It’s crunch time already.
Mike Thomas has less than two months before he meets with the UI Board of Trustees to announce funding plans for the Assembly Hall.
At that point, 80 percent of the funding must be in place. So we can be relatively certain that a major naming-rights corporation has stepped forward.
Here are aspects rattling my brain:
— The lower basin will be gutted, with students getting 1,200 retractable seats down close. That decision, coupled with 12 premium suites, 80 loges (four-people mini-suites with TVs) and 1,000 club seats, assure that everyone — that is EVERYONE — will be moved from their current seating locations.
And, in most cases, further back. There’ll be a sharp decrease in A and B Section open seating. The seats directly behind the east suites are C Section, the only seating area (10,000-strong) that won’t be changed, other than the color from gray to blue.
— The renovation cost is listed at $160 million but, in borrowing most of it via a 30-year mortgage, interest on bonds will actually run it up between $260 and $300 million. The student fee of $50 per year is also set for 30 years.
Construction costs begin immediately in March 2014, but income from the suites, for example, won’t begin until they’re available.
The ultimate construction cost is dependent upon how much money is raised initially and how much is “on the come.” Suites seating 14 cost between $65,000 and $75,000 per year, depending on whether the agreement is for 5, 10 or 15 years.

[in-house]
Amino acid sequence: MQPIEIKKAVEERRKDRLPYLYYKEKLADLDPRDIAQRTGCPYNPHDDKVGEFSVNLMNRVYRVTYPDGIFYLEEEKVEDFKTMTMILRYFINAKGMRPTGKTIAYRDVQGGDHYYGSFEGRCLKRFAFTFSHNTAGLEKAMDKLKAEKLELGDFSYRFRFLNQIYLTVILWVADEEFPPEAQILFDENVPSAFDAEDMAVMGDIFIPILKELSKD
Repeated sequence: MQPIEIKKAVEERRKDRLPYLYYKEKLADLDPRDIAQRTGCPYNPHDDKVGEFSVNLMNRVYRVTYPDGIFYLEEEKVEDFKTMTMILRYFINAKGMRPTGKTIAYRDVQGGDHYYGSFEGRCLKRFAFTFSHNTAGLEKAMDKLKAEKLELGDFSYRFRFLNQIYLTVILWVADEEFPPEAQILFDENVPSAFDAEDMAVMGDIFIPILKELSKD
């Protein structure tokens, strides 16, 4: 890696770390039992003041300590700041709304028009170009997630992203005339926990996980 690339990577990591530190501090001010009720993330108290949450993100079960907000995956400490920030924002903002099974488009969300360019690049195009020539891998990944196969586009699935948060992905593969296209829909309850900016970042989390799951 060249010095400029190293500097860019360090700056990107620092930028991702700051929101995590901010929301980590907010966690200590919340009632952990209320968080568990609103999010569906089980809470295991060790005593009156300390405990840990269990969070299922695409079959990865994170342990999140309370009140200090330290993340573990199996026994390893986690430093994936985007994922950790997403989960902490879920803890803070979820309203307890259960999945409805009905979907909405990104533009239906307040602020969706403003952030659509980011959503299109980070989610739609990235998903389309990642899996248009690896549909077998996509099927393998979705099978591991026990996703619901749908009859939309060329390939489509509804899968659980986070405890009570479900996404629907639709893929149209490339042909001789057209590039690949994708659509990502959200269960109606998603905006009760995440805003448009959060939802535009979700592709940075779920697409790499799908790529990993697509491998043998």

— It boggles the mind what the inside of the Assembly Hall will look like as they delay interior construction in November 2014 and again in November of 2015 for the duration of those basketball seasons.
— We’ll see larger, slanted windows pushed farther out to increase concourse size, and they’ll be installed before the old windows are removed ... a second “grand entrance” will change the east side ... player benches will be moved in front of students on the east side ... air conditioning, new lighting, rest rooms ... all this and more via a level of philanthropy that is incredible during these uncertain economic times.
Our basketball mood never ceases its swing from high to low, and back again.
It’s my sense, in talking to fans, that the UI’s all-out effort against Miami — a hard-fought 63-59 loss — uplifted Illini spirits that carry positively into the offseason. Groce is the man of the hour, quickly clearing scholarship space with the departure of three reserves, and has everyone awaiting news whether he can attract one-year veterans — like, say, Drake’s 6-11 Seth VanDeest or Seton Hall’s Fuquan Edwin — that won’t impact his offers to prep juniors.
Looking back, Groce’s Illini grinded out a 23-13 season the hard way ... with a coach-induced level of defense that caused fans to overlook the fact they finished January, February and March as one of the most erratic shooting UI teams of the modern era ... that they had inept periods down the stretch, falling short at Iowa and losing by double figures late to Michigan, Ohio State and Indiana.
If they hadn’t pulled out nerve-wracking finishes against Minnesota (51-49) and Colorado (57-49) — neither was a work of art — would the fan perception have been different? Or do our opinions swing on last-second shots?